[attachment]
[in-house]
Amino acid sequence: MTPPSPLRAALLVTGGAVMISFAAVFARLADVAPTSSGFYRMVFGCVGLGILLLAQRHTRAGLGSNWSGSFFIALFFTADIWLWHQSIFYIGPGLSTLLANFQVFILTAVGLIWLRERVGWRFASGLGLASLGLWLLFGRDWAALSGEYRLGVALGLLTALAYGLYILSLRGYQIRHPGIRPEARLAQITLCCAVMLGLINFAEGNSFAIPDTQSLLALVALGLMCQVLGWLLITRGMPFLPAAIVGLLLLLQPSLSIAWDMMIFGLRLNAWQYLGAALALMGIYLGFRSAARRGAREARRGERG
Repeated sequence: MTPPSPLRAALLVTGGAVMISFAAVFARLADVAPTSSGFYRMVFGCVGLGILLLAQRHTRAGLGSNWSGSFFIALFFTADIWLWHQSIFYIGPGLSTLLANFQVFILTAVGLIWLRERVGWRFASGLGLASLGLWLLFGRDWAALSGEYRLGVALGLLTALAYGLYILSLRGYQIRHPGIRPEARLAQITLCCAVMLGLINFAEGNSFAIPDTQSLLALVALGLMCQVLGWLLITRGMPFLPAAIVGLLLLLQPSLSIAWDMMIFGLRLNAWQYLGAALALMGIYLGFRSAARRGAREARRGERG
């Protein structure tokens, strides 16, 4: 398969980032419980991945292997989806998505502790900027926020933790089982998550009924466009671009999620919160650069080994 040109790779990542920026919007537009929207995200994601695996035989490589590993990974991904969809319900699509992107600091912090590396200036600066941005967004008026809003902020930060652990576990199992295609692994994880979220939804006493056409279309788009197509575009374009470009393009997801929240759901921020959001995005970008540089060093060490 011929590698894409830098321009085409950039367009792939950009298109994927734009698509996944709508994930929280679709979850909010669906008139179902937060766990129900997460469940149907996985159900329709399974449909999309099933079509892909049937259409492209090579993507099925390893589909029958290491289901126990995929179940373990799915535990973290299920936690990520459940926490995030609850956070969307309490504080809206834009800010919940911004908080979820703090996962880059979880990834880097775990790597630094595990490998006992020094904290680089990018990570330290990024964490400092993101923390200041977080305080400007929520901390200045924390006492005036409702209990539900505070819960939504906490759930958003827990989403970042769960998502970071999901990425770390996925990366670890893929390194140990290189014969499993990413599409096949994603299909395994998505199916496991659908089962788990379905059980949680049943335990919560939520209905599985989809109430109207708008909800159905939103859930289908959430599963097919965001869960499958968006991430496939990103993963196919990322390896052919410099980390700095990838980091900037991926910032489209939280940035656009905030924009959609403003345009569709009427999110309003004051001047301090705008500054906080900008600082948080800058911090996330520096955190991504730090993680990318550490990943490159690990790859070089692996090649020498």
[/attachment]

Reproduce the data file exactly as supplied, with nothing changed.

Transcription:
[in-house]
Amino acid sequence: MTPPSPLRAALLVTGGAVMISFAAVFARLADVAPTSSGFYRMVFGCVGLGILLLAQRHTRAGLGSNWSGSFFIALFFTADIWLWHQSIFYIGPGLSTLLANFQVFILTAVGLIWLRERVGWRFASGLGLASLGLWLLFGRDWAALSGEYRLGVALGLLTALAYGLYILSLRGYQIRHPGIRPEARLAQITLCCAVMLGLINFAEGNSFAIPDTQSLLALVALGLMCQVLGWLLITRGMPFLPAAIVGLLLLLQPSLSIAWDMMIFGLRLNAWQYLGAALALMGIYLGFRSAARRGAREARRGERG
Repeated sequence: MTPPSPLRAALLVTGGAVMISFAAVFARLADVAPTSSGFYRMVFGCVGLGILLLAQRHTRAGLGSNWSGSFFIALFFTADIWLWHQSIFYIGPGLSTLLANFQVFILTAVGLIWLRERVGWRFASGLGLASLGLWLLFGRDWAALSGEYRLGVALGLLTALAYGLYILSLRGYQIRHPGIRPEARLAQITLCCAVMLGLINFAEGNSFAIPDTQSLLALVALGLMCQVLGWLLITRGMPFLPAAIVGLLLLLQPSLSIAWDMMIFGLRLNAWQYLGAALALMGIYLGFRSAARRGAREARRGERG
């Protein structure tokens, strides 16, 4: 398969980032419980991945292997989806998505502790900027926020933790089982998550009924466009671009999620919160650069080994 040109790779990542920026919007537009929207995200994601695996035989490589590993990974991904969809319900699509992107600091912090590396200036600066941005967004008026809003902020930060652990576990199992295609692994994880979220939804006493056409279309788009197509575009374009470009393009997801929240759901921020959001995005970008540089060093060490 011929590698894409830098321009085409950039367009792939950009298109994927734009698509996944709508994930929280679709979850909010669906008139179902937060766990129900997460469940149907996985159900329709399974449909999309099933079509892909049937259409492209090579993507099925390893589909029958290491289901126990995929179940373990799915535990973290299920936690990520459940926490995030609850956070969307309490504080809206834009800010919940911004908080979820703090996962880059979880990834880097775990790597630094595990490998006992020094904290680089990018990570330290990024964490400092993101923390200041977080305080400007929520901390200045924390006492005036409702209990539900505070819960939504906490759930958003827990989403970042769960998502970071999901990425770390996925990366670890893929390194140990290189014969499993990413599409096949994603299909395994998505199916496991659908089962788990379905059980949680049943335990919560939520209905599985989809109430109207708008909800159905939103859930289908959430599963097919965001869960499958968006991430496939990103993963196919990322390896052919410099980390700095990838980091900037991926910032489209939280940035656009905030924009959609403003345009569709009427999110309003004051001047301090705008500054906080900008600082948080800058911090996330520096955190991504730090993680990318550490990943490159690990790859070089692996090649020498």